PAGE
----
Many of us are still holed up at home, huddled at our desks and fending off interruptions from children or spouses as we continue navigating this new work from home experience. We’ve traded conference rooms for living rooms and dress pants for leggings. When you turn on your camera for a Zoom call, you might swap your t-shirt for a blouse or add a swipe of lipstick.
How does spending the day in sweatpants affect your mindset? Are you less likely to feel motivated and focused if you’re in joggers and not a wrap dress or sensible slacks? While you might be more comfortable in athleisure, scientists agree that clothing choices affect everything from your mood to your health. It’s called “enclothed cognition.” You subconsciously carry yourself differently based on what you’re wearing. It can affect your judgments, thoughts, and mindset.
Donning a cobalt blouse that brings out your eyes might add a little extra spring to your step and confidence to your voice, while sporting a ratty tee could distort everything from how you feel to how you act. Putting on a brand new outfit that makes you feel amazing can instantly cause you to hold yourself higher and smile more brightly. It’s why we choose our most polished, flattering looks for job interviews; we want to put our best foot forward.
Now, consider if you didn’t have a choice in the matter – if your closet weren’t laden with options. How would it affect your emotional wellbeing to wear the same clothing every day? What if your clothes weren’t just out of style or worn out, but also dirty and malodorous?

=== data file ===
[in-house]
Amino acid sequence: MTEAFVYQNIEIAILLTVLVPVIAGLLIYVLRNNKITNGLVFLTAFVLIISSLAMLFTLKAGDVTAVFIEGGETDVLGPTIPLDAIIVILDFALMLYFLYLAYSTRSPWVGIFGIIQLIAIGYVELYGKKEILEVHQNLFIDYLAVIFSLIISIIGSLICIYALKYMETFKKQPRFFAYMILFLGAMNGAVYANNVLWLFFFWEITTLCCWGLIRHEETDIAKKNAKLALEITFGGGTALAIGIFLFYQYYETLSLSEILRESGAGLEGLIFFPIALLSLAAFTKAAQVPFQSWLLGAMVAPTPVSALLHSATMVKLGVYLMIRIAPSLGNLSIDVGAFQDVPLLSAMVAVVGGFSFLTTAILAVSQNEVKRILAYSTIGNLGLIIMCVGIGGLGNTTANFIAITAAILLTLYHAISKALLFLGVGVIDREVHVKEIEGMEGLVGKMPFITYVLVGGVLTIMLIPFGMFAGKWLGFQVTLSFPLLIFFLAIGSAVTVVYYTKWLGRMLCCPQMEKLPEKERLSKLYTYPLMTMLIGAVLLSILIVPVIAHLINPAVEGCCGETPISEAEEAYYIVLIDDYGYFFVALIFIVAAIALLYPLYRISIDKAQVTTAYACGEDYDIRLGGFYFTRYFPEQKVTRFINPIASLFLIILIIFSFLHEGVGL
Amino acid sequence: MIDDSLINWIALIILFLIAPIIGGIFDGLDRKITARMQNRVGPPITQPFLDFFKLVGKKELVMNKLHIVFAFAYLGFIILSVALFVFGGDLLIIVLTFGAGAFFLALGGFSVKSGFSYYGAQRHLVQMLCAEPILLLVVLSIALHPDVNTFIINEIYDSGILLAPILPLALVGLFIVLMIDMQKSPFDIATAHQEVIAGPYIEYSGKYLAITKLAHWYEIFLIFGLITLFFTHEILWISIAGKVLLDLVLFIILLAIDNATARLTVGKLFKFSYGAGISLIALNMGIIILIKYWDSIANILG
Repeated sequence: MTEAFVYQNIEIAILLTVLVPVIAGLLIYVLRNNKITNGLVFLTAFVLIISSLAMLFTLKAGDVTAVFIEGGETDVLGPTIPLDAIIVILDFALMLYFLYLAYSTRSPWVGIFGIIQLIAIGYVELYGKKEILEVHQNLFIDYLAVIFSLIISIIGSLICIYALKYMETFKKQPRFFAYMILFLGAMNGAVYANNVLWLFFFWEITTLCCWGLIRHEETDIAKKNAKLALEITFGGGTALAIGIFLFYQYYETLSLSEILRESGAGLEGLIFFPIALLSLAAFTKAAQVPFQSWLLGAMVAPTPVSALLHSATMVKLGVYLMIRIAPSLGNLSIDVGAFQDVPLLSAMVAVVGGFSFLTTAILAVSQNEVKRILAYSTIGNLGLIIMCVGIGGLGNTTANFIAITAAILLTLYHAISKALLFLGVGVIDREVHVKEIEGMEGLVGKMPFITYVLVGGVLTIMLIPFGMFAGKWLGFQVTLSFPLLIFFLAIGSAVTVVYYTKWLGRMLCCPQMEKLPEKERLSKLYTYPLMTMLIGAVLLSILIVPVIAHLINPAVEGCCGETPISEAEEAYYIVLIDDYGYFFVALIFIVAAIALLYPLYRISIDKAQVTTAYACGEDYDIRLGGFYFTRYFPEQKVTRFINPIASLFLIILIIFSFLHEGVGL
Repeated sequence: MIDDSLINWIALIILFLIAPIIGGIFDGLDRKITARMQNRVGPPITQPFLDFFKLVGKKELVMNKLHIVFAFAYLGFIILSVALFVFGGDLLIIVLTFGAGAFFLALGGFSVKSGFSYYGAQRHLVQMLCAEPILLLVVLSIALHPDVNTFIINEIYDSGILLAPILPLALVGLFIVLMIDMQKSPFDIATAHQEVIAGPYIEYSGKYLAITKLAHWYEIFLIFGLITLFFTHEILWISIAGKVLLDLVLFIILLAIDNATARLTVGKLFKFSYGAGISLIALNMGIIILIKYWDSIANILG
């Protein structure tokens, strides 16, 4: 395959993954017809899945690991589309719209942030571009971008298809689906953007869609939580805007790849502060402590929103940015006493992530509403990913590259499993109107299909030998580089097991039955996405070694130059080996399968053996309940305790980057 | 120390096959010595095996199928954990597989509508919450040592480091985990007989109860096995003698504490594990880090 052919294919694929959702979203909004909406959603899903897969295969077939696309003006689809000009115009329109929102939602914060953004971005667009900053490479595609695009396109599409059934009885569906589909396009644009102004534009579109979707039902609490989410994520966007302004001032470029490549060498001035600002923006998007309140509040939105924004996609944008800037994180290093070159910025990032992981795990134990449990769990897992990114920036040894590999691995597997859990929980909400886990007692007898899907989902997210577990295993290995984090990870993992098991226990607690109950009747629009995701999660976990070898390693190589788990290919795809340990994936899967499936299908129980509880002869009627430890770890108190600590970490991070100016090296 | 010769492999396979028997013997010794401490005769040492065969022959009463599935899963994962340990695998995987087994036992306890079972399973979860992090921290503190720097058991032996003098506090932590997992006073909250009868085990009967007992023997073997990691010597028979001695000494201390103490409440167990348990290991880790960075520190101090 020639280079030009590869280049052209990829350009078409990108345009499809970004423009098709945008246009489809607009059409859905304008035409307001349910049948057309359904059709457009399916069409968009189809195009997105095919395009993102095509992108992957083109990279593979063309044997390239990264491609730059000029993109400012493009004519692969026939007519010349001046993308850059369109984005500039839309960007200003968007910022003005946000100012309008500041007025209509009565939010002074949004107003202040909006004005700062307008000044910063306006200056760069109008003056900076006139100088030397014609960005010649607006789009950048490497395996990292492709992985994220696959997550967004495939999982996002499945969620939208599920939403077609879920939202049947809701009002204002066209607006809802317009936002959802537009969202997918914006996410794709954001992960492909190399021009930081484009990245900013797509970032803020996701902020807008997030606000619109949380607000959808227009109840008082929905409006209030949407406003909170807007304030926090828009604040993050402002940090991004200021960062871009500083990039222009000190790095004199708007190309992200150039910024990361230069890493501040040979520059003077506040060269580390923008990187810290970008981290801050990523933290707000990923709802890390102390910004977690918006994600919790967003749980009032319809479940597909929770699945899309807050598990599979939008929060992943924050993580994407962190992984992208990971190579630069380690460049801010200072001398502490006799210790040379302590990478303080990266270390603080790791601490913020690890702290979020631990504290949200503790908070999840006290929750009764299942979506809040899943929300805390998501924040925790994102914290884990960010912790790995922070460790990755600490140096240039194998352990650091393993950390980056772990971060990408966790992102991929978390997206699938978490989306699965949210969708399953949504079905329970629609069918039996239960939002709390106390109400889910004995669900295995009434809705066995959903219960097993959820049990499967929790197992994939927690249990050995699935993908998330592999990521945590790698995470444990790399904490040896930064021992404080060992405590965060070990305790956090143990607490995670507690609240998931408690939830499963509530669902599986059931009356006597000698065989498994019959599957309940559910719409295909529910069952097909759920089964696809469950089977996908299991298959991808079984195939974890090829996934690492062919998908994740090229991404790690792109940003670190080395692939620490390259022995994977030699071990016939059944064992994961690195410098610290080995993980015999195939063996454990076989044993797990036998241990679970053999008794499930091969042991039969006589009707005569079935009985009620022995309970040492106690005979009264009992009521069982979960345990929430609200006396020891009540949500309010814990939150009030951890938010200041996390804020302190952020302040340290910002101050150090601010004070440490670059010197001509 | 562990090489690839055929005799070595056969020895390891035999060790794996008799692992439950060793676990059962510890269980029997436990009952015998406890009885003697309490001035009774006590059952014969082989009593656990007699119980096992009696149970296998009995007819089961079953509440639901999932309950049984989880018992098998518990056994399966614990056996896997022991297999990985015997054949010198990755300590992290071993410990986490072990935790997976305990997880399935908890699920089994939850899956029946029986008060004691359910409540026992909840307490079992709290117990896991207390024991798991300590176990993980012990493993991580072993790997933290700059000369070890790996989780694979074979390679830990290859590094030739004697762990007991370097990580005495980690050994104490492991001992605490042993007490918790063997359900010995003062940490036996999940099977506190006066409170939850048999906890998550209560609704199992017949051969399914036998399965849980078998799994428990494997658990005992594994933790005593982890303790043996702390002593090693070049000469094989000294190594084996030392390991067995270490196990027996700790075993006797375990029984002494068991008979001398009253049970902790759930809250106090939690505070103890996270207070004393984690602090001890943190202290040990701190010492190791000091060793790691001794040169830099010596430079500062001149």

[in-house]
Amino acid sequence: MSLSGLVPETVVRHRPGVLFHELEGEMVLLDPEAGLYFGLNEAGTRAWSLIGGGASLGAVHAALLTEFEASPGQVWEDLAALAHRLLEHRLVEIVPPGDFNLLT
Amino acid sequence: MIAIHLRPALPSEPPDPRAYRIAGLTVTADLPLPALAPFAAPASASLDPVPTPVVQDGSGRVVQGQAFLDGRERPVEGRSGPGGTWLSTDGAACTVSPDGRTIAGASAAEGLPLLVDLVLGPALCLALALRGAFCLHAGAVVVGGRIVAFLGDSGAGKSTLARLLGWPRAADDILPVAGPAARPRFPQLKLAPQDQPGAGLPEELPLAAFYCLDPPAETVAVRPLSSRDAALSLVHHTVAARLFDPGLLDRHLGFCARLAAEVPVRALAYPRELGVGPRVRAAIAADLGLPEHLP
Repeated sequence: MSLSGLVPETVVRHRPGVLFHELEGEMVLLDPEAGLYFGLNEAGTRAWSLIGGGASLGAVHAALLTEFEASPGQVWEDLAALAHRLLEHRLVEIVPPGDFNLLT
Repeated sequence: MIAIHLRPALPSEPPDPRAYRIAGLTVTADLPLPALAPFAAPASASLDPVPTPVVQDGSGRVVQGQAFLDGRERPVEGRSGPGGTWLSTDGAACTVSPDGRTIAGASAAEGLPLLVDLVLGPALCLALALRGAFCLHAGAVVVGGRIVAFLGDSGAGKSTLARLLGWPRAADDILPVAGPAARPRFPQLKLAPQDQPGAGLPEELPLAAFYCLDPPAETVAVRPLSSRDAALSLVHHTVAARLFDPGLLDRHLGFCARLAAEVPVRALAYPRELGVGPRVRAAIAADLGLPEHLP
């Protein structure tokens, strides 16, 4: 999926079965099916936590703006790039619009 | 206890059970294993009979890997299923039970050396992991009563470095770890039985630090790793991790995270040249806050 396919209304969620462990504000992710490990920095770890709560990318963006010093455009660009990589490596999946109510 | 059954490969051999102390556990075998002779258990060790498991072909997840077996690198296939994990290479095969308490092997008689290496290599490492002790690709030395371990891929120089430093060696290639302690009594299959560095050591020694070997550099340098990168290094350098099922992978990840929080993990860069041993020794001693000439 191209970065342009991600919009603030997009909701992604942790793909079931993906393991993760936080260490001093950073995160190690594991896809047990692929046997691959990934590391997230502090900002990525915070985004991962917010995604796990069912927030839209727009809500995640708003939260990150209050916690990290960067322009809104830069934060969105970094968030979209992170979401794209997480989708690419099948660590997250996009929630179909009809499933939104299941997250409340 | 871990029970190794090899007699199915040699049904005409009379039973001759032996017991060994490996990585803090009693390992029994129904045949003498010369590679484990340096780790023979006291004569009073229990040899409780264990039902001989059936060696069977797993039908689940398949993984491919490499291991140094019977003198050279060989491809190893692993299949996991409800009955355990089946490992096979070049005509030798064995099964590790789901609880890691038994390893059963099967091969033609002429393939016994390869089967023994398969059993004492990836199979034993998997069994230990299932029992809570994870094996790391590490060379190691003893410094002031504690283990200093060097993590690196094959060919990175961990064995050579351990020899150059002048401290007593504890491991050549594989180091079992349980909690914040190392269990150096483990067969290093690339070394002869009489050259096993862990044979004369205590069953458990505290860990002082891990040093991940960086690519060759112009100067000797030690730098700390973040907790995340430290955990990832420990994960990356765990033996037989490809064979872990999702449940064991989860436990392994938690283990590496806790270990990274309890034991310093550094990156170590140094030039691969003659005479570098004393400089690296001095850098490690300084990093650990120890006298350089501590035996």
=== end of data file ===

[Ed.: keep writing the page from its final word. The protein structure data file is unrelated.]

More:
For the homeless population, this is an enormous problem. With self-esteem and confidence greatly tied to outward appearances, especially clothing, it seems the deck is stacked against them. Without access to clean clothing or laundry facilities, the homeless have little choice in what they wear. A job interview compounds the problem, as an applicant must feel confident to project ability yet will also be partially judged based on physical appearances.
That’s why our mission continues to be critically important for the homeless population of Los Angeles County and beyond. Though we are always taught that it’s what’s on the outside that counts, how we clothe ourselves affects so much about how we feel and how we present ourselves to the world, as well as what others think about us. Sometimes, making a change in someone’s life can be as simple as helping them change into clean clothing that are the right fit and style.
Learn about what we are doing at Project Ropa to make sure our unhoused neighbors have access to clean clothes in a safe, humane and dignity way here.